US Agent would be the logical pick to serve as a dark reflection of Captain America. He and Sam have a shared history of animosity, and John actually has the same set of superpowers and life experiences as Steve Rogers. What he’s missing is the heroic heart and selfless nature–traits that Sam and Steve share, but that John is woefully lacking.
The other “confirmed” member of the hypothetical Thunderbolts team is Yelena Belova, who will likely be the MCU’s go-to Black Widow. Natasha Romanov tragically lost her life in the battle against the Black Order, sacrificing herself to secure the Soul Stone for the Avengers. Val recruited Yelena to hunt down Clint Barton by telling her that the archer was somehow responsible for Natasha’s death.
We saw the results of this conflict in Hawkeye, the Disney+ series, with Yelena taking on Clint and his protege, Kate Bishop. While Barton managed to talk Yelena down and convince her he never hurt Natasha, she’s still bitter about losing her only family. She’s also clearly on Val’s payroll.
Unlike John Walker, Yelena isn’t morally corrupt–she shares many of her sister’s best traits. She’s brave, she’s fearless, and she’s willing to listen to reason when presented with new information. She’s not a vain or shortsighted glory-hog like John Walker. Still, her impulsive personality and short temper make her a natural fit on a “Dark” Avengers team.
Speaking of Clint Barton, another person close to him could serve as his dark counterpart. His brother, Barney Barton, has been the superhero (and sometimes supervillain) Trickshot in the comics, as the Dark Avengers version of Hawkeye. There was little mention of Clint’s family in the Disney+ series, but the one deleted scene showed that Clint and his mother lived out of her car and ran cons on unsuspecting passersby.
The potential for Barney Barton to be the disgraced older brother of Clint, eager to prove himself as the superior archer, could make him an excellent antagonist in a potential second season of Hawkeye. It would also give the Thunderbolts their archer and could create a compelling dynamic for Clint and the Avengers.
Emil Blonsky has reappeared in the MCU recently, with a cameo in Shang-Chi and a full-on story arc in She-Hulk. While Blonsky swears he’s been rehabilitated during his time in The Cube, the raging monster under the surface is always ready to burst forth. It’s quite possible that he’ll become the Dark Avengers’ go-to Hulk stand-in.
Abomination’s powers rival the Hulk’s in many ways. He’s a massive, super-strong fighter who can defeat entire armies and only gets more powerful the angrier he gets. With Blonksy’s history of “just following orders,” it’s not hard to imagine him listening to Val and falling in line with an evil team of Avengers.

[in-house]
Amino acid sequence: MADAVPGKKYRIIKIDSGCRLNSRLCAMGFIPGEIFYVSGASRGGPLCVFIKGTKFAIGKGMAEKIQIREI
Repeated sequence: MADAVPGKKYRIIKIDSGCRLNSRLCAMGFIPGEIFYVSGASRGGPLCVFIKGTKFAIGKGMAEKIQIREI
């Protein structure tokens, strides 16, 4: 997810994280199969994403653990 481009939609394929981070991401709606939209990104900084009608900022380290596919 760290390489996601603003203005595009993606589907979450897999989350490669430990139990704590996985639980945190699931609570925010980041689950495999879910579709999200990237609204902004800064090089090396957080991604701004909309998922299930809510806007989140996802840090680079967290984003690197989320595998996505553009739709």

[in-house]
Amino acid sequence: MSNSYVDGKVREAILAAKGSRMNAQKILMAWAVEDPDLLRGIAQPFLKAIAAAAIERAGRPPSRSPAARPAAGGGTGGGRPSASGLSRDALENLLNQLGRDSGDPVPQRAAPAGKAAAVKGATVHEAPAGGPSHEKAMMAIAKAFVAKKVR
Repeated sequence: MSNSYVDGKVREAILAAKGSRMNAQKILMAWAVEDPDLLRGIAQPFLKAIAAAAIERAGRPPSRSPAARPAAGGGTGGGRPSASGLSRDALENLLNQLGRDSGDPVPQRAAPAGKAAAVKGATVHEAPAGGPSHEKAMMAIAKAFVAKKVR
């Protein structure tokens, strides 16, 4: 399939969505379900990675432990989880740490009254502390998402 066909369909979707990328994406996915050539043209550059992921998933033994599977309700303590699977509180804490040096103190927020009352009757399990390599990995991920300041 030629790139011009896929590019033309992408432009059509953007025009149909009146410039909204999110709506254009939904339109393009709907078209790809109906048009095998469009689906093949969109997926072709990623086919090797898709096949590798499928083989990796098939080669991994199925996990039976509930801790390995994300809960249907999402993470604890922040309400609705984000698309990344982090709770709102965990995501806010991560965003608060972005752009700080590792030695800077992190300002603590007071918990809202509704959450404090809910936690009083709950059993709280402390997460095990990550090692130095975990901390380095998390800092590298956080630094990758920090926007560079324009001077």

In the post-credits scene for Thor: Love and Thunder, we see that Zeus survived Thor’s attack on him in Omnipotent City. He’s livid that the God of Thunder made a fool of him. Zeus calls on his mighty son, the demigod Hercules, to go bring Thor down a peg and prove to the mortals of the realms that the gods are still worthy of respect.
Hercules in the comics is a narcissistic hothead, but he’s still a hero at his core. While he’s often shortsighted and can put people in danger by simply not paying attention when he’s out fighting bad guys, Herc wants to help people at the end of the day. He’s a recurring rival to Thor in the comics, and the two are said to have comparable physical strength. He’d make the obvious Dark Thor for Val’s growing Avengers team.
Finally, there’s the question of who could act as an evil version of Tony Stark. Iron Man battled numerous villains who used armor like his own in the MCU, including the Iron Monger and Whiplash. However, the most obvious comic book counterpart to Iron Man is the Iron Patriot–a name MCU fans first heard in Iron Man 3, though it was applied to the heroic James Rhodes in that film.
Perhaps the Thunderbolts initiative could involve Val reaching out to Justin Hammer, the disgraced antagonist from Iron Man 2 and the generic-brand knock-off of Tony Stark? There are also other characters who could theoretically appear in the role, like Toni Ho, the daughter of Ho Yinsen–the man who helped Tony Stark build the first Iron Man suit back in Iron Man 1.
Whatever the case, audiences will likely meet the candidate for “Evil Iron Man” in the upcoming Disney+ series Armor Wars. Until then, it’s fun to theorize the ways an evil reflection of the Avengers team could come to the rescue–or threaten the “real” Avengers.